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|Vermeil Room Art and Furnishings|
The Vermeil Room, sometimes called the Gold Room, was last refurbished in
1991; it serves as a display room and, for formal occasions, as a ladies
sitting room. The soft yellow of the paneled walls complements the
collection of vermeil, or gilded silver, bequeathed to the White House in
1956 by Mrs. Margaret Thompson Biddle.
The vermeil collection contains pieces from different services and includes the work of English Regency silversmith Paul Storr (1771-1844), French Empire silversmith Jean-Baptiste-Claude Odiot (1763-1850), and Philip Rundell of London, who crafted the vermeil wine cooler at the right. The cooler has as its handles classical figures reaching for grapes from an arbor.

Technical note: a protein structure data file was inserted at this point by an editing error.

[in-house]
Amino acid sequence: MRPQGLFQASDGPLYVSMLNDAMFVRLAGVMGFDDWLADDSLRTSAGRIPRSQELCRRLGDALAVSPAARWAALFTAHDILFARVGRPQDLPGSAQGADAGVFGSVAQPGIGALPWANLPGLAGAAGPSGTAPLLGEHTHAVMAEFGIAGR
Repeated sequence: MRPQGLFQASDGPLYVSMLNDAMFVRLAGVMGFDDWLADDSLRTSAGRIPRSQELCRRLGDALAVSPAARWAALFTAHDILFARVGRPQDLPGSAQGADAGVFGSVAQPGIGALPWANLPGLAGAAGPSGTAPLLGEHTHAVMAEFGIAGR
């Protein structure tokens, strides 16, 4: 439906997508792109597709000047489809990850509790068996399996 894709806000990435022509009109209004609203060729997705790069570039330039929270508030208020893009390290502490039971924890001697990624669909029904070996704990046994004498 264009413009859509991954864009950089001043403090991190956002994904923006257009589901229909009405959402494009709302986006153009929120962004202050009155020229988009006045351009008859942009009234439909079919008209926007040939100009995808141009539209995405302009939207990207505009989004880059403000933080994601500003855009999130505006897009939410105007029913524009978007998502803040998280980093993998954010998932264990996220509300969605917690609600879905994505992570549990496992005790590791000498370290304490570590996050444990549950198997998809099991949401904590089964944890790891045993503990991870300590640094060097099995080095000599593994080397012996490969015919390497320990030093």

The green silk draperies are of early 19th-century design. The carpet is a Turkish Hereke of about 1860, chosen for its pale green background and gold silk highlights. In the center of the room stands a circular mahogany table made in the Empire style in the 19th century. Its tilt top is veneered in 12 wedge-shaped sections, each inlaid with a brass star. Hanging above it is a cut-glass chandelier with ten arms, which was made in England about 1785.
Portraits of seven First Ladies are exhibited in the Vermeil Room.
Against the south wall is a New York sofa circa 1815 attributed to the workshop of Duncan Phyfe. It has scrolled ends and a reeded frame.
Two pairs of American Empire card tables with lyre-form supports stand against the east and west walls.